The Truth, Mainly - 07/03/2006

Where Does the Torture Buck Stop?
by Leon Satterfield

Alan Dershowitz, lawyer and Harvard Law School prof, as talented and respected as he is, has not been one of my favorite sources on how we ought to be conducting our current war.

I suppose it's his sense of realpolitik that rubs raw the delicate sensibilities of fuzzy-minded English majors like me. Especially when we interpret him as being tolerant of torture, maybe even advocating its use.

I'm a serious claustrophobe so I still get the fantods when I remember the death of an Iraqi general last winter when he was forced by a U.S. warrant officer to get inside a sleeping bag with his head where his feet should have been. He died there in the sleeping bag of a heart attack that was probably brought on by his claustrophobia.

I wasn't my sunny-dispositioned self for more than a month. Any claustrophobe out there will know what I mean.

So I'm a hard sell when Dershowitz—or anyone else—tries to justify torture. Iíll say it again: Dershowitz has not been one of my favorite sources on how we ought to be conducting our war.

For example, shortly after 9/11 he had a piece in the LA Times called "Is There a Torturous Road to Justice?" in which he argues that we should consider using "torture warrants" against our enemies, assuming we could figure out who they were.

You can imagine how well a proposal to legitimize torture by issuing "torture warrants" went down with a whole lot of the American population, not all of them English majors either.

But then I listened to Dershowitz holding forth last week on NPR's "Morning Edition." His remarks boiled down to this: If President Bush wants to allow torture, he ought to be required to sign torture warrants—which would make it clear that, as the sign on Harry Truman's presidential desk stated so elegantly sixty years ago: "The buck stops here."

Here's what Dershowitz said last Tuesday:

"I think torture will be used—and has, in fact, been used—whenever it is felt that by torturing an obviously guilty terrorism suspect, the lives of multiple people could be saved. The problem is that today, torture is being used promiscuously, and we deny we're using it."

If we would admit we use torture and make rules on how to do it, he said, that would create "visibility and accountability. And that's what we lack today."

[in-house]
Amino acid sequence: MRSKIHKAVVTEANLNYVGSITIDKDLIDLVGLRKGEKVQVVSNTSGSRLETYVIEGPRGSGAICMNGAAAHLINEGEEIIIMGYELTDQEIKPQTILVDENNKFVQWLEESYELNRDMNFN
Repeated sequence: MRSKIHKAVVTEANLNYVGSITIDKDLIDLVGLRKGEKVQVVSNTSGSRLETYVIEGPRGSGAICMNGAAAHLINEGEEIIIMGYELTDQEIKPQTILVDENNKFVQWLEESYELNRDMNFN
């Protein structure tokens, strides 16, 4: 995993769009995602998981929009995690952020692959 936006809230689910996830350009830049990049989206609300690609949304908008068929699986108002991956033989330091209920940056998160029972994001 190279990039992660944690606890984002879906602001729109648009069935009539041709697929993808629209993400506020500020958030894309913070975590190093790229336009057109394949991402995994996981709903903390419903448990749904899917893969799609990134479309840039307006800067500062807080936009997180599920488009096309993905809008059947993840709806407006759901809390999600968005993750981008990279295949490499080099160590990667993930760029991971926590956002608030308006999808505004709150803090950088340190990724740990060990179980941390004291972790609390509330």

When asked what kind of torture should be permitted, he said "That's exactly what has to be debated. It's a very unpleasant debate."

Not the kind of problem that makes English majors comfortable.

And here's Dershowitz' argument for requiring the president to sign torture warrants: "If the president of the United States thinks torture's absolutely essential to defend the lives of thousands of people, he ought to be on the line. He ought to have to sign a torture warrant in which he says, 'I'm taking responsibility for breaking the law, for violating treaties, for doing an extraordinary act of necessity.' That's a responsibility only the president should be able to take, and only in the most extraordinary situation."

He goes on:

"Right now, we have the worst of all possible situations: We deny we're using torture, we're using it, everybody can deny they have any role in it. We can't trace it. So we punish a couple of people at Abu Ghraib….There were low-visibility, low-level people and we used methods that no democracy should ever use and everybody says, 'Well, it wasnít my fault, it was some low-level dog handler.'"

I still get sick to my English-major stomach at the notion of legalizing torture, but it now seems to me that Dershowitz's position is not that we should use torture, but that if we do we should make damned sure that the buck stops with the Commander-in-Chief.

And if we can't stomach the things that have gone on at Abu Ghraib and Guantanamo, if we're fed up with smothering POWs by putting them in sleeping bags with their heads where their feet should be, then is it time to go after a Commander-in-Chief who tolerates, maybe even orders, such activity?

We impeached our previous president for a tawdry affair which his wife apparent forgave him for. If the buck still stops at the President's desk, is it time to consider torture as serious a crime as a tawdry affair?

 

Retired English Professor Leon Satterfield writes to salvage clarity from his confusion. His column appears on alternate Mondays. His e-mail address is: leonsatterfield@earthlink.net.


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